Soon after your last settlement has been paid, you’ll want to start repairing your credit. Credit repair is likely necessary if you want to save money on interest, insurance or security deposit. It will take some time to get your credit score back to where it was before you settled your debts, so starting soon is best. Here are some things you should and should not do while you’re repairing your credit.
Start by checking your credit report.
You need to make sure the details of your settlements are reported correctly. For each settled account, the balance due should be $0 and the payment status should say “Paid” or “Settled” or something to that effect. You can check your credit report by visiting AnnualCreditReport.com or any of the three credit bureau websites.
Don’t let errors go uncorrected.
If your settlements aren’t reported as described above, contact the creditor to make sure everything was processed correctly. You can also dispute the error with the credit bureau and it helps if you have a zero balance letter showing your account has been settled in full. Otherwise, you can send a copy of your settlement offer and proof of payment along with your dispute.
Get new credit to help rebuild your credit score.
To improve your credit score, you likely need to have a history of making timely payments. Getting a new credit card or loan could help you accomplish this. It’s especially important if you don’t have any other open accounts on your credit report. If you can’t get approved for a traditional credit card, apply for a secured credit card.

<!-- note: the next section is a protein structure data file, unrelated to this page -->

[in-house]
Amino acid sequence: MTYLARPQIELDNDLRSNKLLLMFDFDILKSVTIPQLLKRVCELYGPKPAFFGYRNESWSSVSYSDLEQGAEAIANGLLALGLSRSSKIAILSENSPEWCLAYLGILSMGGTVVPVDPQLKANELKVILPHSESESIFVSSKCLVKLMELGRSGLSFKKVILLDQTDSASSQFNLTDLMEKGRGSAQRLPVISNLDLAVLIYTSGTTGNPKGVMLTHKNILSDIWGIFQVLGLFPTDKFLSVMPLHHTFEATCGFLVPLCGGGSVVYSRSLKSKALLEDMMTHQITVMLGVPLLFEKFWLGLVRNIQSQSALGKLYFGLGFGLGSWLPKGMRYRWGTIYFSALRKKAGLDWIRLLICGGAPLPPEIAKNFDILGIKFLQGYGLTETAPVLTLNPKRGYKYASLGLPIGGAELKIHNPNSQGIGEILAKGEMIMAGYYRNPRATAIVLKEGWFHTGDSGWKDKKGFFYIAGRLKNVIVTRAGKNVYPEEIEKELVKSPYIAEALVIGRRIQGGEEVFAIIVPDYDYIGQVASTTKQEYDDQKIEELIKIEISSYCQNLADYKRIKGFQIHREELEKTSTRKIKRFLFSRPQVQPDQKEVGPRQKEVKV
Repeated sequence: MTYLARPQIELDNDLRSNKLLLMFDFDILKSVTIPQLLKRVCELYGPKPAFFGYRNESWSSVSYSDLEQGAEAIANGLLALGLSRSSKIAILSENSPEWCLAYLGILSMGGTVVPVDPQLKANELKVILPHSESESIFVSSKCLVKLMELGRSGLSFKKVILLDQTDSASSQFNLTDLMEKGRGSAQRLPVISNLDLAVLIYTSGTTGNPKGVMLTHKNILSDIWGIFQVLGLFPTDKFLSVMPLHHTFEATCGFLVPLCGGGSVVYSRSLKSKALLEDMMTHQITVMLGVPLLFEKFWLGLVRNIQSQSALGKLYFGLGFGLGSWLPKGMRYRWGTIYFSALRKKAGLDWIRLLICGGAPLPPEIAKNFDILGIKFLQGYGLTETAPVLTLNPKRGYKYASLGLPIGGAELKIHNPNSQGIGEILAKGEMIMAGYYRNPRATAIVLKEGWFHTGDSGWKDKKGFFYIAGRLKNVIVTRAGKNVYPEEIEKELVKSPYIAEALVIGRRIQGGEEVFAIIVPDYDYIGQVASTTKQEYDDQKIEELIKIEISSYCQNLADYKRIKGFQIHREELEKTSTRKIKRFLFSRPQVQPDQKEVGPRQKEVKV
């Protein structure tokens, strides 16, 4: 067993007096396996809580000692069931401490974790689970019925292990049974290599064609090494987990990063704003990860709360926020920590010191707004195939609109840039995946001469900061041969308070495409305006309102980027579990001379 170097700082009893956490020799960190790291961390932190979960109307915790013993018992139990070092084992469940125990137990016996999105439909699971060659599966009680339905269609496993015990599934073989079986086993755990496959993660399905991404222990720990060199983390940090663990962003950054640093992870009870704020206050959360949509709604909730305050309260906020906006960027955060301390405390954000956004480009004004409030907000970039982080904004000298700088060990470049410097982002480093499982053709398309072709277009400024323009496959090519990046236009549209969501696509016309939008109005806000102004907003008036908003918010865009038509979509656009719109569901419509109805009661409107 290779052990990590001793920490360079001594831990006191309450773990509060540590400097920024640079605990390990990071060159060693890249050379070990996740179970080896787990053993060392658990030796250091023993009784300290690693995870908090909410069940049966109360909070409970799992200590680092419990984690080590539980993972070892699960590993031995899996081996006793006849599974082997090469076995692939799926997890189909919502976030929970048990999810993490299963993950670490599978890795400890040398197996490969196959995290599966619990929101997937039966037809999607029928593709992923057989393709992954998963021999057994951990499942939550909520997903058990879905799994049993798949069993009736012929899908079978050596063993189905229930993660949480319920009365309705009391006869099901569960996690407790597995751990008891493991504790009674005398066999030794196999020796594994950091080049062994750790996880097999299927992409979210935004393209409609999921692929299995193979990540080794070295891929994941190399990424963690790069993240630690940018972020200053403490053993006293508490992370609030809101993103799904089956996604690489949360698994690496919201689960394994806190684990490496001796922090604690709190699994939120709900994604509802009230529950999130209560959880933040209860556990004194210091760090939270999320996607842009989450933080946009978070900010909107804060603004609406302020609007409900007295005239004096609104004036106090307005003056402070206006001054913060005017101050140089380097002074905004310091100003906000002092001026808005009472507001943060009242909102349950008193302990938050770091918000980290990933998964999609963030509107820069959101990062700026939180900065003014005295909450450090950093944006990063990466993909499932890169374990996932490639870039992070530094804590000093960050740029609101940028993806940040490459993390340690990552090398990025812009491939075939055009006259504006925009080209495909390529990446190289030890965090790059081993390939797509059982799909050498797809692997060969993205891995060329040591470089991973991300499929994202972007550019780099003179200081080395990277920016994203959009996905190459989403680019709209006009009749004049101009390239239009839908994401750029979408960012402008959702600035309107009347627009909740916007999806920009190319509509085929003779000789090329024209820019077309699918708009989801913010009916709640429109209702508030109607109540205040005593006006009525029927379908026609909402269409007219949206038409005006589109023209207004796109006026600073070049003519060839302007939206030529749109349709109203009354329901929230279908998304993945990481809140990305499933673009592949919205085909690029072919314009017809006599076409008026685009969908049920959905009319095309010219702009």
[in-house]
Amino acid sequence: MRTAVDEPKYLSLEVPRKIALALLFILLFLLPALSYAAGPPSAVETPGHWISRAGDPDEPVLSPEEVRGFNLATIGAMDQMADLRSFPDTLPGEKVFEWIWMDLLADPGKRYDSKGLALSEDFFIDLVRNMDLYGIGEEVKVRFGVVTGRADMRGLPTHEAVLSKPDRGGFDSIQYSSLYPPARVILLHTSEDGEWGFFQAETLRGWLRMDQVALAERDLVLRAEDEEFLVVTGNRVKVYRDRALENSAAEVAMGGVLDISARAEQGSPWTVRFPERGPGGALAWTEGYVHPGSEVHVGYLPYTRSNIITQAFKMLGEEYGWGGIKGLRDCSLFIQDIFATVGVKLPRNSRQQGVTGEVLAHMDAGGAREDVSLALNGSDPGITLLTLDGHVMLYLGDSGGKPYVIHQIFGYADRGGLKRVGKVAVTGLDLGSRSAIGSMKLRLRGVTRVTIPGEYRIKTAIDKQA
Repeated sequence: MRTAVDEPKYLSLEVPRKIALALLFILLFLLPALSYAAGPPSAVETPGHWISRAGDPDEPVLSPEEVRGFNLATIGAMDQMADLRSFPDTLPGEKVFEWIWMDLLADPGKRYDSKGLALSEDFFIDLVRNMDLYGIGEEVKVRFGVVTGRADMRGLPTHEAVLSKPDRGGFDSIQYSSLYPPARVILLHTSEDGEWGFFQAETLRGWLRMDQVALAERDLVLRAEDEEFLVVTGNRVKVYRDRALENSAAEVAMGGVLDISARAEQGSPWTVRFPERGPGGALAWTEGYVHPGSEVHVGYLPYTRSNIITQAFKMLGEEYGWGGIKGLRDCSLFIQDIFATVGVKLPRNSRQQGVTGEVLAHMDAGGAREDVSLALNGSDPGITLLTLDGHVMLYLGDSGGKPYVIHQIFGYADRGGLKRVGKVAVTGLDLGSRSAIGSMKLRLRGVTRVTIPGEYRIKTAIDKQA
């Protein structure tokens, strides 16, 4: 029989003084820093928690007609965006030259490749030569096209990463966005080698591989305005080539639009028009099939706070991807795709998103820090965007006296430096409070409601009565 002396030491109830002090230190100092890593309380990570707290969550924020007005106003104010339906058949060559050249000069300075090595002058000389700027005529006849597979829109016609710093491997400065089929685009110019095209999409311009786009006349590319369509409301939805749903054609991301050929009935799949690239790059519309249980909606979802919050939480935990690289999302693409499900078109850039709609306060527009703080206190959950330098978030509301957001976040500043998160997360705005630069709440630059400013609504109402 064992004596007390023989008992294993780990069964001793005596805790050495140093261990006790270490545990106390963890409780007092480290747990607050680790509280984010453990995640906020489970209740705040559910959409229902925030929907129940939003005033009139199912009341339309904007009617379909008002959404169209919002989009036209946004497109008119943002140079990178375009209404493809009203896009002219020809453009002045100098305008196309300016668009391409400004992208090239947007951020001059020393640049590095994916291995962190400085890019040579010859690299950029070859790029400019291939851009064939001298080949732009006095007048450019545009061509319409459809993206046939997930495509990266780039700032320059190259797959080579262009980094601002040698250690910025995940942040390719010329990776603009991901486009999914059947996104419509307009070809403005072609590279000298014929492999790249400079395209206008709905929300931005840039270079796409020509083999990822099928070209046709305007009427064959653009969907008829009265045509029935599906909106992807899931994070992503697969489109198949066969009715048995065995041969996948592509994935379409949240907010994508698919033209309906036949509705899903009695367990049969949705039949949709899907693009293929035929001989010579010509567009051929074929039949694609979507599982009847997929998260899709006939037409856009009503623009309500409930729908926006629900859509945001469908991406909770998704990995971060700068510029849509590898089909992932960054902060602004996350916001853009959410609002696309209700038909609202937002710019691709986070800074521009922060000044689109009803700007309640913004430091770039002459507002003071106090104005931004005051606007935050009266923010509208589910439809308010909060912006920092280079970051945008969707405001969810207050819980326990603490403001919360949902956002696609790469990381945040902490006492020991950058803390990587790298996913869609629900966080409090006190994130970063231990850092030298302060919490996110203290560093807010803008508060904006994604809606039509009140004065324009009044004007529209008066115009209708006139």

Don’t miss any payment, even on accounts that aren’t on your credit report.
Your credit history is already tarnished by late payments. As those payments age, they’ll hurt your credit score less. But, missing a future payment will generally reverse the healing your credit score has experienced. Since any account has the potential to end up on your credit report, i.e. if it’s sent to a collection agency, you should be sure to pay everything on time.
Change the spending habits that led you to debt.
The last thing you probably want to happen is to repair your credit and go into debt again. Think about what you did to get into debt the first time and figure out how to change those habits. For example, you could create an emergency fund to cover unexpected expenses or save up for large purchases instead of charging them.
Don’t run up your credit card balance.
Payment history is a big part of your credit score and so is the amount of debt you have. When your balances get close to your credit limit, your credit likely suffers and you’ll experience a setback in credit repair. Aim to keep your credit card balances below 30% of the credit limit, probably even better if they’re below 10%.
Give your credit some time to recover. It’s generally easier to wreck a good credit score than it is to rebuild a bad one. Continue making wise choices when it comes to your credit and you’ll likely see your credit score improve over time.